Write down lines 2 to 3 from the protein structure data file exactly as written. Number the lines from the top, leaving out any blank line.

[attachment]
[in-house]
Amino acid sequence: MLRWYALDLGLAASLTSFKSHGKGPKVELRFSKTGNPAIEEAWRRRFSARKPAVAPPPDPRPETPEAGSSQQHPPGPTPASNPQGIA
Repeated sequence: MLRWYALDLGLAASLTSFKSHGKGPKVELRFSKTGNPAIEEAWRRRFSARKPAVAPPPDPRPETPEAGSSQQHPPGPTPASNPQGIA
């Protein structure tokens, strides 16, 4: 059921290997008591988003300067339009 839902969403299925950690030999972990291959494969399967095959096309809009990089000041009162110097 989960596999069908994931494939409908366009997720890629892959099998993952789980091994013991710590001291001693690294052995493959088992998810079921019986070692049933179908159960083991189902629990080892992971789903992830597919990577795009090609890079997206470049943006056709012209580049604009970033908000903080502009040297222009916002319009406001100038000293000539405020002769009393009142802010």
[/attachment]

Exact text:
Amino acid sequence: MLRWYALDLGLAASLTSFKSHGKGPKVELRFSKTGNPAIEEAWRRRFSARKPAVAPPPDPRPETPEAGSSQQHPPGPTPASNPQGIA
Repeated sequence: MLRWYALDLGLAASLTSFKSHGKGPKVELRFSKTGNPAIEEAWRRRFSARKPAVAPPPDPRPETPEAGSSQQHPPGPTPASNPQGIA